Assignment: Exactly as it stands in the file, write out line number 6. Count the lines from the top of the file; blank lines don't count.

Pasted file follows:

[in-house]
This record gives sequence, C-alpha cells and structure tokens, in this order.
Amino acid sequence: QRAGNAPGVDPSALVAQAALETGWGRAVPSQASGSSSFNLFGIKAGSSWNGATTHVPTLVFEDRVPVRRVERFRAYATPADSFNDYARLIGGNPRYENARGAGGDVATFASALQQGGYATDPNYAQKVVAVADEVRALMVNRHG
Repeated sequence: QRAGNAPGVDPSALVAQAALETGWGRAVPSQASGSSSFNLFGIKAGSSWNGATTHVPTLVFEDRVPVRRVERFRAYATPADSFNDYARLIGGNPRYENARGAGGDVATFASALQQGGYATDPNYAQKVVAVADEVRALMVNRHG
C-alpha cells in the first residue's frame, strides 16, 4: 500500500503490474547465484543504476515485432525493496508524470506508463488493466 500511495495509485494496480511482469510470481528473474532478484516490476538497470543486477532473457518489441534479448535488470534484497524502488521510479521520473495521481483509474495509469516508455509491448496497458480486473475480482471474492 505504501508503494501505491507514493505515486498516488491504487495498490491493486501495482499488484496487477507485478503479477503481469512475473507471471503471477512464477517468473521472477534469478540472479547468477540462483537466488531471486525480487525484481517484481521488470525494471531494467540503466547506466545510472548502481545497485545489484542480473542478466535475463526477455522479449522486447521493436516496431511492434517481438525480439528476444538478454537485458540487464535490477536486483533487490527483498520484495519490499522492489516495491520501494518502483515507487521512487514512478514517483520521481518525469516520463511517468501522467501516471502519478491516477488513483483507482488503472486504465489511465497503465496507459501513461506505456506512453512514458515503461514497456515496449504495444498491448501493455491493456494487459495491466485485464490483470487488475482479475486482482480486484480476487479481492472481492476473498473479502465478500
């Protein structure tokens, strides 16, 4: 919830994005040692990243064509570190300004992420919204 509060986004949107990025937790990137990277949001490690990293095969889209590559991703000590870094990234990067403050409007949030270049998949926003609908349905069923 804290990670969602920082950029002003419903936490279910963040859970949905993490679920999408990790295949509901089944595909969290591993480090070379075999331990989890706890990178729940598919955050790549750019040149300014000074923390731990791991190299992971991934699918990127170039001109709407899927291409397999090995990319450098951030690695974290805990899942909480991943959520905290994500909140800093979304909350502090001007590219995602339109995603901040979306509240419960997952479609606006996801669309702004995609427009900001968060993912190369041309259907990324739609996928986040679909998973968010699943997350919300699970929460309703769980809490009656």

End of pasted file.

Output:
């Protein structure tokens, strides 16, 4: 919830994005040692990243064509570190300004992420919204 509060986004949107990025937790990137990277949001490690990293095969889209590559991703000590870094990234990067403050409007949030270049998949926003609908349905069923 804290990670969602920082950029002003419903936490279910963040859970949905993490679920999408990790295949509901089944595909969290591993480090070379075999331990989890706890990178729940598919955050790549750019040149300014000074923390731990791991190299992971991934699918990127170039001109709407899927291409397999090995990319450098951030690695974290805990899942909480991943959520905290994500909140800093979304909350502090001007590219995602339109995603901040979306509240419960997952479609606006996801669309702004995609427009900001968060993912190369041309259907990324739609996928986040679909998973968010699943997350919300699970929460309703769980809490009656």